Friday, March 20, 2015

A New Subgenre?: Breast Cancer Romances

In "'Less Than Perfect': Negotiating Breast Cancer in Popular Romance Novels," Melissa Zeiger draws attention to "a huge body of romance novels whose heroines are recovering from treatment [which] began to emerge in the mid-1990s and continues into the present" (108).

I have no idea how I missed reading this at the time it came out (though it's been listed on the Romance Wiki for some time) but I'm glad I came across it in the course of my current research because it's a fascinating essay which complements other romance scholars' work on disability, race and sexuality in romance fiction.

Zeiger argues that
The emergence of this subgenre reflects a shift in what is acceptable to say about breast cancer, and the novels contribute to breast cancer’s status as something to talk about rather than hide. [...] I am interested in the way romances record a transitional moment in lifting taboos on breast cancer as a topic of discussion. During the 1980s, virtually no mention of breast cancer, let alone women of color or lesbianism, occurred inside the mainstream discourse of romance. (108)
She demonstrates that romance novels, so often scorned for their predictability and their supposed social conformity, do important cultural work in this area:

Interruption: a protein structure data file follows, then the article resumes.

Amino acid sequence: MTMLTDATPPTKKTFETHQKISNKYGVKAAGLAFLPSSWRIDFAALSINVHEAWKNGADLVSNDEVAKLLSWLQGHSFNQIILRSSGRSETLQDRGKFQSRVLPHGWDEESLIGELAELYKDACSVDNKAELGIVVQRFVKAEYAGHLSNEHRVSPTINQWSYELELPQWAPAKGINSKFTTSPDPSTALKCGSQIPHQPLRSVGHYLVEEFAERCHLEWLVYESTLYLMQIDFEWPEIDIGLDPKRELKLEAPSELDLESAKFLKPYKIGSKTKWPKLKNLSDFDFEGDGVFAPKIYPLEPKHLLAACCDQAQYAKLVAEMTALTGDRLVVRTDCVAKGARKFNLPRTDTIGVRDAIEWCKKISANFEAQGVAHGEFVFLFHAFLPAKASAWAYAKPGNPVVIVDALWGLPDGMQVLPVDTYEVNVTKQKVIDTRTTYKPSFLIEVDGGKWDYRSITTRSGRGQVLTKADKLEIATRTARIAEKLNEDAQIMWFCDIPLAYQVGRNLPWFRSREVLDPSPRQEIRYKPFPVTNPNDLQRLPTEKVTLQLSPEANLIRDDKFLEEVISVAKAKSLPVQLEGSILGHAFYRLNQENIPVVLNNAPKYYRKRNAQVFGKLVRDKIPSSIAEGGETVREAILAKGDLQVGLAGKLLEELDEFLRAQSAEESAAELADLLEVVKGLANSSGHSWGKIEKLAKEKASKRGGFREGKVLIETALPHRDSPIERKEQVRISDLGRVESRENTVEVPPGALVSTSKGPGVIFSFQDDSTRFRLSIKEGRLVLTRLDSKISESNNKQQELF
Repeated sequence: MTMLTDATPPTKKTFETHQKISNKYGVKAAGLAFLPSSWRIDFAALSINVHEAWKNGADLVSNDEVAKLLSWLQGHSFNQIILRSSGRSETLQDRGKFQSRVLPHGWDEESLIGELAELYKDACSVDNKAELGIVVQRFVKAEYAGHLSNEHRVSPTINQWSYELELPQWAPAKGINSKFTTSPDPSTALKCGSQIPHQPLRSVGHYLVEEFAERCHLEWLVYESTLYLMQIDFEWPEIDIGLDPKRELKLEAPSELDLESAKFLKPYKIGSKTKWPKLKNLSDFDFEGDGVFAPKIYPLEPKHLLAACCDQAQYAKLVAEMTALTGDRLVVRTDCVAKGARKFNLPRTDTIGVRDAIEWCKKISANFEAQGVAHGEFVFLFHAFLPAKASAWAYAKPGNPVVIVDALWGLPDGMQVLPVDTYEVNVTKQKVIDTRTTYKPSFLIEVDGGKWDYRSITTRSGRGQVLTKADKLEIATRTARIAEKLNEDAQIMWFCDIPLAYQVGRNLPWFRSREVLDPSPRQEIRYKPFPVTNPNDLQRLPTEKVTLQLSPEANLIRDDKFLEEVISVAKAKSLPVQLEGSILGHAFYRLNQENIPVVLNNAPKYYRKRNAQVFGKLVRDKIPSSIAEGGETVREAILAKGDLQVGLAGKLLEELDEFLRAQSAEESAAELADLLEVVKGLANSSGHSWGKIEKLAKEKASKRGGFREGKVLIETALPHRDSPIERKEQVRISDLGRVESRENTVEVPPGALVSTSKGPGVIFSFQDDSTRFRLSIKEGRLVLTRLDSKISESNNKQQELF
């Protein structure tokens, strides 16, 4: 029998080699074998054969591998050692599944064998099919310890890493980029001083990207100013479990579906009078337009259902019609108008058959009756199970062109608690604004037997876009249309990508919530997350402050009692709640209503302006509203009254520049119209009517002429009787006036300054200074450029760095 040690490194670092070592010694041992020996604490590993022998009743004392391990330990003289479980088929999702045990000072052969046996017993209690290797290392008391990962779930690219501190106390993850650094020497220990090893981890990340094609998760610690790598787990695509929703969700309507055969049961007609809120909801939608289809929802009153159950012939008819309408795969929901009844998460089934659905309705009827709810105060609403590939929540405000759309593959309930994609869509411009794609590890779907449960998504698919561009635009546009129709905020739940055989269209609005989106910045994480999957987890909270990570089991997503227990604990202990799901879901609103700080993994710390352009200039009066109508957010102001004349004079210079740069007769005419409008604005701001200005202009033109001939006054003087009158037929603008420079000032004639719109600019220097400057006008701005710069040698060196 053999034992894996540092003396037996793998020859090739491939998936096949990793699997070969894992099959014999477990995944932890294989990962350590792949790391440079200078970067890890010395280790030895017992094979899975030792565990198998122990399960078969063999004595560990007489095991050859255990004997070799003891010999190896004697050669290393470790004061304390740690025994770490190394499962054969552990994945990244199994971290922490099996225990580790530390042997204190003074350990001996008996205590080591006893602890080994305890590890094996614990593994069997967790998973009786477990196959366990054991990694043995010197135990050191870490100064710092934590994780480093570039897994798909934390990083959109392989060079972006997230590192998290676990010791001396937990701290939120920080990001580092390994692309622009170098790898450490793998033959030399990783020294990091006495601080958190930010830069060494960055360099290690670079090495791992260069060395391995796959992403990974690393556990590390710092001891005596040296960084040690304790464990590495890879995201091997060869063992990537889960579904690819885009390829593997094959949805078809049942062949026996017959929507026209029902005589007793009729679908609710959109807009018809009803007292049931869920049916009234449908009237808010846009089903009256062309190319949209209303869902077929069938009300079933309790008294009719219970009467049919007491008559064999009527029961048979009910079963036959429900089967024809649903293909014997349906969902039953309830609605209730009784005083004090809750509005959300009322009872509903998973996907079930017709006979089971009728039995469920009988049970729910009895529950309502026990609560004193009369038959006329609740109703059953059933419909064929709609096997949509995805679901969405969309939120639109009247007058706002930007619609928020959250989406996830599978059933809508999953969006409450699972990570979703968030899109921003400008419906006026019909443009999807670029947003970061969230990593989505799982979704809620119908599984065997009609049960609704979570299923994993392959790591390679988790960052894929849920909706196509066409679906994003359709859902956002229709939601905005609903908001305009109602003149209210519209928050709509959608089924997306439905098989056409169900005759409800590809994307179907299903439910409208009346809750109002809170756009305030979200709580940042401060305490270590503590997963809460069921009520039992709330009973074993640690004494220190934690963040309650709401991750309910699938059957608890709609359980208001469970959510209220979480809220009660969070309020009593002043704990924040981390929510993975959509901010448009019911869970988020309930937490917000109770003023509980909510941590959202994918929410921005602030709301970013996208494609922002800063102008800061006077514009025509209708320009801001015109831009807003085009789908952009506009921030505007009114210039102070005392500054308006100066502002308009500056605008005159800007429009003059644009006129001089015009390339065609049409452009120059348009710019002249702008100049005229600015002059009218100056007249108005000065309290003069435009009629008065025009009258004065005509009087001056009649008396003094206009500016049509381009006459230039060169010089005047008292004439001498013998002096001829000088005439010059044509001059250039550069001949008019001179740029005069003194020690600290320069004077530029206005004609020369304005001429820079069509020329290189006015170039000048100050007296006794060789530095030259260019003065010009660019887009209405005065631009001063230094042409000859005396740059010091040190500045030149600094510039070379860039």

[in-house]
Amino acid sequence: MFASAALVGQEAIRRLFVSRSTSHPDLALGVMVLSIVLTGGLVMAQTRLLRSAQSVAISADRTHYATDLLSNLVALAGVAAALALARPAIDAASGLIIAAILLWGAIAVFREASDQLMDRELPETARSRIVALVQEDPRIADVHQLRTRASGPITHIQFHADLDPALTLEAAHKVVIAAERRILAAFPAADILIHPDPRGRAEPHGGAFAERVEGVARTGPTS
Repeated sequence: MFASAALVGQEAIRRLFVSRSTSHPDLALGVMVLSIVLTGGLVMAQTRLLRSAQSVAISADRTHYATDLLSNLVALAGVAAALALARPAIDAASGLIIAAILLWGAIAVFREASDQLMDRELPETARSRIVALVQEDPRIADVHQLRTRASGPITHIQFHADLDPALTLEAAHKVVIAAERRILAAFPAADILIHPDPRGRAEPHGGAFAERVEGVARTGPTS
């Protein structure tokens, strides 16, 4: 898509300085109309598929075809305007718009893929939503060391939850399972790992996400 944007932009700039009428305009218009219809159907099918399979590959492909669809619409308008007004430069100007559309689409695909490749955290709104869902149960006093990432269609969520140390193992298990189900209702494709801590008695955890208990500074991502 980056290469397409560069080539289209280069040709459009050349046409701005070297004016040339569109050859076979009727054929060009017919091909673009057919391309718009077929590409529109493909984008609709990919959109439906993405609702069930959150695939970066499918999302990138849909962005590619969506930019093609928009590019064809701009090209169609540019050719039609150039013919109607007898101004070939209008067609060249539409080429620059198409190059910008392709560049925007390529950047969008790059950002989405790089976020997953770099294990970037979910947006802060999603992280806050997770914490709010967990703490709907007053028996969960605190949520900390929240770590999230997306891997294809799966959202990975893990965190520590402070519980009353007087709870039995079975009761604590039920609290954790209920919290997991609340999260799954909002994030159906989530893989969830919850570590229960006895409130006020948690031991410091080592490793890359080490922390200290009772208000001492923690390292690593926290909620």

Given the futility, and worse, of so much public breast cancer discourse, it seems like a good idea to find as many supplementary sites of discourse as possible. Breast cancer romance takes a problematic genre and uses it to say some things that the culture does not always want to hear. Romance characters are allowed a leeway unknown in what critics have come to call “pink culture”; when despairing, bitter, or just angry, when wildly mourning their breasts, or when disappearing from society to nurse their wounds, they are treated with warm sympathy. This space for feeling has produced a new reading community and is at least one of the major ways that stereotypical romance has been and continues to be rewritten. Such innovations are not trivial or quietist. (109)
Among the novels mentioned are:
Kathleen Eagle’s The Last Good Man (2000), Michelle Douglas’s The Man Who Saw Her Beauty (2012), Marilyn Pappano’s The Trouble with Josh (2003), and [Donna] Alward’s How a Cowboy Stole Her Heart [2011]; the African American romances Crown and Glory (2011) by Denise Jeffries and No Regrets (2002) by Patricia Haley; and Susan Gabriel’s lesbian romance Seeking Sara Summers (2008). The ambiguous politics of these works evokes complex questions regarding the relation of breast cancer to sociocultural status, constructions of femininity, and popular literary representation. (111) 
Zeiger, Melissa F., 2013/14. 
"'Less Than Perfect': Negotiating Breast Cancer in Popular Romance Novels." Tulsa Studies In Women's Literature 32.2/33.1: 107-128. [Abstract]

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